GSA's Massive Telecom Contract Could Come Soon


Two of the agency's largest contracts may be awarded this year, with one as soon as this month.

The company with the last bid protest on General Services Administration’s long-delayed $50 billion Enterprise Infrastructure Solution contract folded its cards.

Arkansas-based Windstream on May 24 withdrew the protest it initially filed in April.

When GSA first bid out the telecommunications infrastructure contract in October 2015, officials expected awards to come by late 2016, but a series of pre- and post-award protests slowed the evaluation process.

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Amid protests and an active solicitation process, GSA officials pushed back EIS’ expected award to late spring until Windstream protested after it was eliminated from the contract’s competitive range. With all protests withdrawn or dismissed by the Government Accountability Office, GSA can again evaluate bids.

Rumors of awards coming as soon as this month abound in the contracting community, but GSA officials did not comment to Nextgov regarding an award date.

As massive as EIS is, it’s only the second largest contract GSA expects to award this year. Alliant 2, which could bring the government as much as $65 billion in IT services over the next 10 years, has faced its share of scrutiny as well.

The contract, which went out for bid last June, received eight protests, according to data from GAO. Two were withdrawn by protesting companies and six were dismissed by GAO—each in favor of the government. In January, when the protests were resolved, Federal Acquisition Services Deputy Commissioner Kevin Youel Page credited the agency’s “outside the box” approach in devising Alliant 2 for seemingly being bullet proof to protests.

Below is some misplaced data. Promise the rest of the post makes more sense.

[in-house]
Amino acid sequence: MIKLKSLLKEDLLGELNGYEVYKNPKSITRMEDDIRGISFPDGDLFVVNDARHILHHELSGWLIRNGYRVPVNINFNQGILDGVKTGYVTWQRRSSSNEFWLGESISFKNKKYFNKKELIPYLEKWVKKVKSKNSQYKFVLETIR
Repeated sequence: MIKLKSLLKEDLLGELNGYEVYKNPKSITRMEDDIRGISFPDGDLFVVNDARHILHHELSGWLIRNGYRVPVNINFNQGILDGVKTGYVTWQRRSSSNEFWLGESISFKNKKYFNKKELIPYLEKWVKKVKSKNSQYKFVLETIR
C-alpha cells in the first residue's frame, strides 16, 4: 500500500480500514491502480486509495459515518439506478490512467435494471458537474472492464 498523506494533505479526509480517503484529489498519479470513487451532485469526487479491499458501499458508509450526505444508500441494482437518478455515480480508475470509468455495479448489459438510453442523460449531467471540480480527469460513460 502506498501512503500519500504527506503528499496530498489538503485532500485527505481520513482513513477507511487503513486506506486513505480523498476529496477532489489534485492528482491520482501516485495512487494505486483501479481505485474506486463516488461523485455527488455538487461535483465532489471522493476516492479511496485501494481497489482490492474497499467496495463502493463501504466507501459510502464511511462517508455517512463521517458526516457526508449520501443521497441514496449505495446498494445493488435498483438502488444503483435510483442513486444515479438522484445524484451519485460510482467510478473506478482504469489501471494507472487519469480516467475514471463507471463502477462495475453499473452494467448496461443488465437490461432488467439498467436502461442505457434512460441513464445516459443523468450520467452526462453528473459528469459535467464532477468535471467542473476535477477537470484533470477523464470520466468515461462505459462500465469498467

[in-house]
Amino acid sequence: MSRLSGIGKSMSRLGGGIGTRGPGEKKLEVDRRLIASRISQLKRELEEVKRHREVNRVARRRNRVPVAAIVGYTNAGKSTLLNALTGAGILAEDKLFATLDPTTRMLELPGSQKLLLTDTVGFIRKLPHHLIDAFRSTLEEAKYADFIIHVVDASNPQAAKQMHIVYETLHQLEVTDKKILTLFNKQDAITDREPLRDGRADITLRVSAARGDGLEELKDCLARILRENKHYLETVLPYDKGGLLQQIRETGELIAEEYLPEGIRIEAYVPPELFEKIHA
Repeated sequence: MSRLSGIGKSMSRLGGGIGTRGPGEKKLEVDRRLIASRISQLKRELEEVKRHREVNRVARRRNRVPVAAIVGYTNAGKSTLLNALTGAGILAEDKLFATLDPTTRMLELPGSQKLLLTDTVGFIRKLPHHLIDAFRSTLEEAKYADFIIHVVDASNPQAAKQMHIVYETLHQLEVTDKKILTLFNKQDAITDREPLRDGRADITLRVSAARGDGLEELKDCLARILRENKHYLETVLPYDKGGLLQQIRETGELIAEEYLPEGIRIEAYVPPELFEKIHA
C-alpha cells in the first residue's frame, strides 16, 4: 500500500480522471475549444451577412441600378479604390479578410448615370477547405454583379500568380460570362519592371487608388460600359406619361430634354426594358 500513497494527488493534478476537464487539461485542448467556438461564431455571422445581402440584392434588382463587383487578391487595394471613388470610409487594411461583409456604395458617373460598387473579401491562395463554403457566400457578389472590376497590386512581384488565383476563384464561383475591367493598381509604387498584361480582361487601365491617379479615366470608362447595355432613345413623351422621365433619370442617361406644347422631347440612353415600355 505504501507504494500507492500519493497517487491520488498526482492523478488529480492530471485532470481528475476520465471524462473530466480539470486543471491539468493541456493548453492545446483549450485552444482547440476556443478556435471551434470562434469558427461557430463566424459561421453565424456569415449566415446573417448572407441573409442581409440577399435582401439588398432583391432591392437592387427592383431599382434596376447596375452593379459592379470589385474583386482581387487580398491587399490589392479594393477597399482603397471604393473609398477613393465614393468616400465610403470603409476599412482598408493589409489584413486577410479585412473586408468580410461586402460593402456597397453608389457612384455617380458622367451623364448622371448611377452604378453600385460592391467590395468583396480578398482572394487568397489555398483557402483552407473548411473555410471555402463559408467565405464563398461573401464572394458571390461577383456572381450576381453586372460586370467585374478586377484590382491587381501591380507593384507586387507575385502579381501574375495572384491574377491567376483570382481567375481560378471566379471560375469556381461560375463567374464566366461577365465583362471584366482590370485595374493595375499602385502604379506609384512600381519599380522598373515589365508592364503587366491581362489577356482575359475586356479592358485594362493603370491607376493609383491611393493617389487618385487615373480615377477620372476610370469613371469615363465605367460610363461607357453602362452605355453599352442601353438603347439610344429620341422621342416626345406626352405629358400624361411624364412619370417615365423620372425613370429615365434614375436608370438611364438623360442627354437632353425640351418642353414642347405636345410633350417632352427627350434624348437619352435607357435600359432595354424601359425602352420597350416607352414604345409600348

“How we’ve been working through Alliant 2, [GAO’s decision] really is a foot-stomp on the idea that GSA, in particular, is tremendously focused on value,” Youel Page said. “What we are trying to do is awarding to the highest-rated technical officers with a fair and reasonable price.”

Alliant 2 mixes an objective methodology, asking vendors to score themselves in points-based fashion, with a GSA-determined baseline for fair and reasonable pricing. Pricing remains important, but this methodology emphasizes capabilities and past performance. The methodology is an evolution of the approach used in the One Acquisition Solution for Integrated Services, better known as OASIS, which withstood an onslaught of protests without a judgment against it.

GSA officials could make Alliant 2 awards before the yearend.